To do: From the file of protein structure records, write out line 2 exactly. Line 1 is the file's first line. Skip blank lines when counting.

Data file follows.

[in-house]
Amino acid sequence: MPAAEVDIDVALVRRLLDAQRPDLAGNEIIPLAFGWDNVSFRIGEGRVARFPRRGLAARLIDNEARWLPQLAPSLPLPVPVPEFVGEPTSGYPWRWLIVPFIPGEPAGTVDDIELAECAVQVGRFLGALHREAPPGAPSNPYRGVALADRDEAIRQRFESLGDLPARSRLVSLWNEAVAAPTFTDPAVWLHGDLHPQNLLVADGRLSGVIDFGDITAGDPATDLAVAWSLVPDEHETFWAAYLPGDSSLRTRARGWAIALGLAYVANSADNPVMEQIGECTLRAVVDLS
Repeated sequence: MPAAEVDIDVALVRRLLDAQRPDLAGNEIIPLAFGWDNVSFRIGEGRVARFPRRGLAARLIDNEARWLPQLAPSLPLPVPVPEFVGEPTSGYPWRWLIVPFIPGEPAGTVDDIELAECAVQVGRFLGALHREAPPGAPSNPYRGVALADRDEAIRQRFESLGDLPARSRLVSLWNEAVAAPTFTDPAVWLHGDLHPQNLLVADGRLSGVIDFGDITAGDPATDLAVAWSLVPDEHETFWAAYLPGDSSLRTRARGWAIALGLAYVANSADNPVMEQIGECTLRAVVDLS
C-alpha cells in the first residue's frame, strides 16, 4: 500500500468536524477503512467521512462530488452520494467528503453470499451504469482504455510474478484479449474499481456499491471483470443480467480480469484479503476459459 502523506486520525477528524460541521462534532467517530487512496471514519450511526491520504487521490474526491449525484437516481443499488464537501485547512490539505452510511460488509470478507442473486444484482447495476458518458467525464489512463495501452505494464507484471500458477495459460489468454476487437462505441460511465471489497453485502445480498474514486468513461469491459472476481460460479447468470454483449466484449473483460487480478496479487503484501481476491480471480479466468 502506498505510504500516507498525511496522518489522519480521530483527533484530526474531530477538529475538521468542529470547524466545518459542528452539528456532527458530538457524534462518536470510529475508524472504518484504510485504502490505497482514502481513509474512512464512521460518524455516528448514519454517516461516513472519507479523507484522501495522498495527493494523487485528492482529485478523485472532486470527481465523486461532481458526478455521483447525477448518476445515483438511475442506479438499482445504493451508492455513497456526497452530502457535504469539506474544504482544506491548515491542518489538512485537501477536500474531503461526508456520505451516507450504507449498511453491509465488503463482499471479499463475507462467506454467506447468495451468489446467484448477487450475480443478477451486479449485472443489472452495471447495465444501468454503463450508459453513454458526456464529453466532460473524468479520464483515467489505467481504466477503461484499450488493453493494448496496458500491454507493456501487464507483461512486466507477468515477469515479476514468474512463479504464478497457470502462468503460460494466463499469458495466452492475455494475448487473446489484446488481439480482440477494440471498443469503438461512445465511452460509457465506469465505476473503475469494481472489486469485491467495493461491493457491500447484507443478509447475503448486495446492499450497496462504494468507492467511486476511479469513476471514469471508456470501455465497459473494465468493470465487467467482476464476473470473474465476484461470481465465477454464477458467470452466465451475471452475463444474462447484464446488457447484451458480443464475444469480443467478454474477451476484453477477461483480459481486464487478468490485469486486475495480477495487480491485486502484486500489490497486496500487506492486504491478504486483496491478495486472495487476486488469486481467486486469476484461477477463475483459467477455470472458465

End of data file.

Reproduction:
Amino acid sequence: MPAAEVDIDVALVRRLLDAQRPDLAGNEIIPLAFGWDNVSFRIGEGRVARFPRRGLAARLIDNEARWLPQLAPSLPLPVPVPEFVGEPTSGYPWRWLIVPFIPGEPAGTVDDIELAECAVQVGRFLGALHREAPPGAPSNPYRGVALADRDEAIRQRFESLGDLPARSRLVSLWNEAVAAPTFTDPAVWLHGDLHPQNLLVADGRLSGVIDFGDITAGDPATDLAVAWSLVPDEHETFWAAYLPGDSSLRTRARGWAIALGLAYVANSADNPVMEQIGECTLRAVVDLS